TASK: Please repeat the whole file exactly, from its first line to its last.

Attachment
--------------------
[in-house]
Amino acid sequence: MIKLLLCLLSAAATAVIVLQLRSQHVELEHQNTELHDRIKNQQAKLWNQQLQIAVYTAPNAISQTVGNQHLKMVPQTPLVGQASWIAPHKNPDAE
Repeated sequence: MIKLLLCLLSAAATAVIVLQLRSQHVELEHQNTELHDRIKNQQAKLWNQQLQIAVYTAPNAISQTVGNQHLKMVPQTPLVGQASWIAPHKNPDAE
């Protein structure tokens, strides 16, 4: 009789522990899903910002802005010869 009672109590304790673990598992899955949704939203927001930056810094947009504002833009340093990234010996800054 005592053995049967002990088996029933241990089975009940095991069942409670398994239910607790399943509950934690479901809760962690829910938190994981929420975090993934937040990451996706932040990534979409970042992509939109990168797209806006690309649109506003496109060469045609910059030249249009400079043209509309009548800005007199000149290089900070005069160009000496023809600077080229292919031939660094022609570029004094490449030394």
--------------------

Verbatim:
[in-house]
Amino acid sequence: MIKLLLCLLSAAATAVIVLQLRSQHVELEHQNTELHDRIKNQQAKLWNQQLQIAVYTAPNAISQTVGNQHLKMVPQTPLVGQASWIAPHKNPDAE
Repeated sequence: MIKLLLCLLSAAATAVIVLQLRSQHVELEHQNTELHDRIKNQQAKLWNQQLQIAVYTAPNAISQTVGNQHLKMVPQTPLVGQASWIAPHKNPDAE
């Protein structure tokens, strides 16, 4: 009789522990899903910002802005010869 009672109590304790673990598992899955949704939203927001930056810094947009504002833009340093990234010996800054 005592053995049967002990088996029933241990089975009940095991069942409670398994239910607790399943509950934690479901809760962690829910938190994981929420975090993934937040990451996706932040990534979409970042992509939109990168797209806006690309649109506003496109060469045609910059030249249009400079043209509309009548800005007199000149290089900070005069160009000496023809600077080229292919031939660094022609570029004094490449030394």